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Italian Prime minister Giulio Andreotti, center, and Foreign minister Arnaldo Forlani, right, attend a European Economic Council mmeting in Brussels on Dec. 4, 1978.

In the aftermath of Benito Mussolini’s dictatorship, Italy’s new constitution created an electoral system based on proportional representation, designed to keep any party from accumulating too much power. The system also led to fragmented, multiparty coalitions that fueled political instability. Italian governments from 1948 through former Prime Minister Silvio Berlusconi’s second administration that began in 2001 and ended in 2006, have lasted an average of 10 months.

Foreign Policy

Andreotti was instrumental in shaping foreign policy, leading Italy into the North Atlantic Treaty Organization and the United Nations and making it one of the founding members of the European Union. Former U.S. Secretary of State Henry Kissinger once called Andreotti “the only Italian with a real interest in foreign policy.”

Andreotti shared the staunch anti-communist stance adopted by the U.S. and throughout the Cold War successfully limited the power of the Communist Party, even as it enjoyed high levels of popular support.

During his fourth term as prime minister in 1978, he presided over one of the darkest chapters in modern Italian political history, when Christian Democrat party leader and former Prime Minister Aldo Moro was kidnapped by the terrorist Red Brigades group. Andreotti refused to negotiate and after 55 days Moro was shot dead and later found in the trunk of a car parked on street in central Rome.

Historic Compromise

Moro was targeted because he was one of the principal architects of the 1976 Historic Compromise, an agreement that gave the Communist Party an informal say in the government on the condition they wouldn’t vote against the Christian Democrats. Andreotti supported the move in order to bring the Communists within the Christian Democrats’ sphere of influence.

In the end, the agreement effectively co-opted the Communists and limited their influence at the expense of the Christian Democrats. Initially though, the alliance polarized Italy and angered the U.S. and even contributed to the rise of the Red Brigades and a decade of terrorist violence by both the right and the left known as the Years of Lead.

The Moro affair came back to haunt Andreotti. A court found him guilty of ordering the 1979 Mafia murder of Mino Pecorelli to stop the Sicilian journalist from publishing a book that allegedly contained diaries Moro wrote while being held by the Red Brigades and detailing Andreotti’s ties to organized crime and the U.S. secret services. In 2002, at the age of 83, the senator-for-life was sentenced to life in prison. In Oct. 2003, Italy’s highest appeals court reversed the ruling.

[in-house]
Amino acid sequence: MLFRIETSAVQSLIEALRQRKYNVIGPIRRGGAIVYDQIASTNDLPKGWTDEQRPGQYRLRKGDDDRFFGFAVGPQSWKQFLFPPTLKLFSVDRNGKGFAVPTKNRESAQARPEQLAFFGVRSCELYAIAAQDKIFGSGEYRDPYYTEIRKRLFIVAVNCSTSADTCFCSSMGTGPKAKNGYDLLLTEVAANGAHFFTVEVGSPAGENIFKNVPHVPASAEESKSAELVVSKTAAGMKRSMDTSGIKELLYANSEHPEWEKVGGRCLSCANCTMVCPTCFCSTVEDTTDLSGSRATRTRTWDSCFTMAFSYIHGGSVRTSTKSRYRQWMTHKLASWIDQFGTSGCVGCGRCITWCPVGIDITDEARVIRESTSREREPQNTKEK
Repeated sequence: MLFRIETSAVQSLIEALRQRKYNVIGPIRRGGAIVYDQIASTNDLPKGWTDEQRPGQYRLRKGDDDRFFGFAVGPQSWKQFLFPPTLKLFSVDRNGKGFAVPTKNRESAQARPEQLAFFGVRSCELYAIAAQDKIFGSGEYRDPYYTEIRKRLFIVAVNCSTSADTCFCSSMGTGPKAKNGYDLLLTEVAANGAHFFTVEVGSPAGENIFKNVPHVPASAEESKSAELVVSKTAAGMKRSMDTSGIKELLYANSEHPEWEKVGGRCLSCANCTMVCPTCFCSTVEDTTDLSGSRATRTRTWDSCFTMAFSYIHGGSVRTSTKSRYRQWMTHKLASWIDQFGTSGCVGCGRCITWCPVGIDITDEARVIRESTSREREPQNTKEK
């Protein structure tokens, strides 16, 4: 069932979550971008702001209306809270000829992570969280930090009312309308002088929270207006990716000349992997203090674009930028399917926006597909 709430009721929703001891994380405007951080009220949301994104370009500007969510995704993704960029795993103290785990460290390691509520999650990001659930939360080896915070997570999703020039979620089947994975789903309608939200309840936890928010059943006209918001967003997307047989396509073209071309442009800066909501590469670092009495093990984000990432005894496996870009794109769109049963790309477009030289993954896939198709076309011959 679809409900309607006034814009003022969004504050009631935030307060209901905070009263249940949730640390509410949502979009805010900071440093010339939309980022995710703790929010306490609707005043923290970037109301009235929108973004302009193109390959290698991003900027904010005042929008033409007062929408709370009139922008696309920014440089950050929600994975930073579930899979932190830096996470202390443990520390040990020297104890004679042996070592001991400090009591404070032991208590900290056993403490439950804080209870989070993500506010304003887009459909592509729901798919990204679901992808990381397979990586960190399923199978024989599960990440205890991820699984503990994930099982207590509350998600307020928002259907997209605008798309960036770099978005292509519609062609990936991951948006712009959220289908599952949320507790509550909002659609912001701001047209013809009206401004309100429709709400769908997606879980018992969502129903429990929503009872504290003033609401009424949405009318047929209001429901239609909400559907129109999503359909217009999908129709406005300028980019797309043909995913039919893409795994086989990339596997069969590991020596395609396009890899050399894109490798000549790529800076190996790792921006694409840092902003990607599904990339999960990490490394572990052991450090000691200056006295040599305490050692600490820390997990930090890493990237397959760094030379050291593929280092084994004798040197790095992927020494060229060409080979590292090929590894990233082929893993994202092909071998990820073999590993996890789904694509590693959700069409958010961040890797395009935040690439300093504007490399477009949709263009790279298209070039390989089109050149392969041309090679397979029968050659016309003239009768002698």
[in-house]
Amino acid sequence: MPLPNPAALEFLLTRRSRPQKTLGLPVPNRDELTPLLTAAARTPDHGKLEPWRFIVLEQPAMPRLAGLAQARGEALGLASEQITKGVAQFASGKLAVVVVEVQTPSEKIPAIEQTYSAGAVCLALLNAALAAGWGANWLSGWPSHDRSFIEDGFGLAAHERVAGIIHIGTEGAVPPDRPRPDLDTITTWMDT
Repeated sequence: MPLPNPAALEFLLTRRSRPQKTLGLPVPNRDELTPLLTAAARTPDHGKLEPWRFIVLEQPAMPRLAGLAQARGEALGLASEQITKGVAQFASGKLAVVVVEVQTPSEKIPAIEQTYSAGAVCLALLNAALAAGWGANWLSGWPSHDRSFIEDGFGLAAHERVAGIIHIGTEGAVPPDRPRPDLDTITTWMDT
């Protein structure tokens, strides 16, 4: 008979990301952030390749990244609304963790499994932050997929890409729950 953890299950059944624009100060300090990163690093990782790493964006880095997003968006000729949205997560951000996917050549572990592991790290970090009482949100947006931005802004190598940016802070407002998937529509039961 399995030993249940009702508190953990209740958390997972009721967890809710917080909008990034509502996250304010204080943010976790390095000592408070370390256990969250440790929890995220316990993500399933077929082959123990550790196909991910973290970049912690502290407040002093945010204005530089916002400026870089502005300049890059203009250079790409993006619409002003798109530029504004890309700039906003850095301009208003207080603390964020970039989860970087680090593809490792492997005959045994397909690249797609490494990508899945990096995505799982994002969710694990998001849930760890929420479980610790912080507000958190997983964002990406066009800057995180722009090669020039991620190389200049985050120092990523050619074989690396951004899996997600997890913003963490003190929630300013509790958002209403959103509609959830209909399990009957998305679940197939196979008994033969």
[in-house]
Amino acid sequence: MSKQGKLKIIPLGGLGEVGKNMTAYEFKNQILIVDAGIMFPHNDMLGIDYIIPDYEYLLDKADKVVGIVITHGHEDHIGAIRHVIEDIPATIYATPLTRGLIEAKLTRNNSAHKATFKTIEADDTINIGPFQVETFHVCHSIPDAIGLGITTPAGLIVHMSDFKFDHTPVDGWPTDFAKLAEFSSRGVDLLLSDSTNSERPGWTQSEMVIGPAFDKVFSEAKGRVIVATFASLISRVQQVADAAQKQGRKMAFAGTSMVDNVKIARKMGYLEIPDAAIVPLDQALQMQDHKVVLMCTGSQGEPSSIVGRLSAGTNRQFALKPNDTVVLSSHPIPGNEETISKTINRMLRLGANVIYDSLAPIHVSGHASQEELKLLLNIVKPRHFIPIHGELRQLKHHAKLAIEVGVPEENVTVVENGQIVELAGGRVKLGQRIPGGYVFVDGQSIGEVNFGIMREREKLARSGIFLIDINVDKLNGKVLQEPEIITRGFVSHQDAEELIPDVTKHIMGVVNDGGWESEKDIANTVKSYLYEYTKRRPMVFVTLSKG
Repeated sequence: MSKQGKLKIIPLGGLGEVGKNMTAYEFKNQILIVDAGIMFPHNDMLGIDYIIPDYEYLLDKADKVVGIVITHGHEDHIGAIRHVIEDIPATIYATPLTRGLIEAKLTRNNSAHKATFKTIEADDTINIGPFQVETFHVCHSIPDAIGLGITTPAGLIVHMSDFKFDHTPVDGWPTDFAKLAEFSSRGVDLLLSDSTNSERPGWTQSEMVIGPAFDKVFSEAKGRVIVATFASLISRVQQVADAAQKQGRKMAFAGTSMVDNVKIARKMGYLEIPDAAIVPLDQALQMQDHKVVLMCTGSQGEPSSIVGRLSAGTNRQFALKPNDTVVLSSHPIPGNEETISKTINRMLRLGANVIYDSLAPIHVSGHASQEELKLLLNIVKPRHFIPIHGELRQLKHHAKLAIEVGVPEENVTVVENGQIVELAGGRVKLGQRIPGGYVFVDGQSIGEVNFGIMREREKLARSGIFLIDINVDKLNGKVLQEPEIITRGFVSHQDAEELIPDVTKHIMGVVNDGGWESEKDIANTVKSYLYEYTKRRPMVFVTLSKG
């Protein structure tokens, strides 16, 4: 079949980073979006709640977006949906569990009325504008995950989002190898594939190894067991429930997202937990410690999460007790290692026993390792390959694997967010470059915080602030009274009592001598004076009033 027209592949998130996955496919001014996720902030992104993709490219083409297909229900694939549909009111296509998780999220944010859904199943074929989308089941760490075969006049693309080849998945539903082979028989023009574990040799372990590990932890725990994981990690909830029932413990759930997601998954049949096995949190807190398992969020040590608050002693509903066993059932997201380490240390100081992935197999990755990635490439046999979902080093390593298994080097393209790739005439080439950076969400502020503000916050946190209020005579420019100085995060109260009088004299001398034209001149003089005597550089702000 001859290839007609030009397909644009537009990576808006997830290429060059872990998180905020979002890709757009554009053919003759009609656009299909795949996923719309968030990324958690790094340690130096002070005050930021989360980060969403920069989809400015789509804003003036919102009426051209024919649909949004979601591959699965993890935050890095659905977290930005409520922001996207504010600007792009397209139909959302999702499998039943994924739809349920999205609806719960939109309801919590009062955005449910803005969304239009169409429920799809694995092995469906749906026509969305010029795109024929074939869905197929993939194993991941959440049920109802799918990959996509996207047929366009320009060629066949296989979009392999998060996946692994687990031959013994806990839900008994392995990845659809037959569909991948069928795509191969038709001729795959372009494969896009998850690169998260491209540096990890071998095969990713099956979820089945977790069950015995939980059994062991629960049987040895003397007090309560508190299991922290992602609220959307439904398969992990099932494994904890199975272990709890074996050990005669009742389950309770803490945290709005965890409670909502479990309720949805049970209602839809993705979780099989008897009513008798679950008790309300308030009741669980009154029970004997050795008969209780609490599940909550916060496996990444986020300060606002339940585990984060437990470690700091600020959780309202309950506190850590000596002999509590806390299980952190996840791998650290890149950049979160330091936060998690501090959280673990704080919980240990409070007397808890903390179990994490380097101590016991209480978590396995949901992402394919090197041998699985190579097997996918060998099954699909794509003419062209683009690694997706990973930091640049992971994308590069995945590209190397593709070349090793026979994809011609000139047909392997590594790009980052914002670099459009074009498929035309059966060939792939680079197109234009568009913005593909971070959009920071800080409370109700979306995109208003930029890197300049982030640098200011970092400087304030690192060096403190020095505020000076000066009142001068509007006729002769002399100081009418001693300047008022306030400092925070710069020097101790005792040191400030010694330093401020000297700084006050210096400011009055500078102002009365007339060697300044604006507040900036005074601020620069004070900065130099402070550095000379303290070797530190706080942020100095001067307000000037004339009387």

Mafia Accusations

Andreotti’s career was dogged by accusations of Mafia links. He was indicted for colluding with the Sicilian Mafia and protecting its leaders in exchange for votes. Italy’s highest appeals court eventually acquitted him in 2004, saying his ties had lasted only until 1980 and the statute of limitations had kicked in.

The Mafia was always linked to efforts to contain the influence of the Communist Party in Italy and turned out to be a natural ally for the Christian Democrats, whose power base rested in Italy’s rural south and who were committed to denying power to the Communists, according to Alexander Stille in his book on the Mafia, “Excellent Cadavers.”

To shore up support for the party in Italy, Andreotti enlisted the help of Salvatore Lima, the mayor of Palermo. Lima helped deliver Sicily to the Christian Democrats to allow Andreotti to become prime minister for the first time in 1972.

Even amid evidence that Lima had links to the Mafia, Andreotti made him a minister in his government in 1974. Lima was later murdered in Sicily for allegedly not using his political ties to prevent convictions of hundreds of Mafia bosses in the first so-called maxi trial in 1992.

To contact the reporter on this story: Flavia Krause-Jackson in Rome at fjackson@bloomberg.net.

To contact the editor responsible for this story: James Hertling in Paris at jhertling@bloomberg.net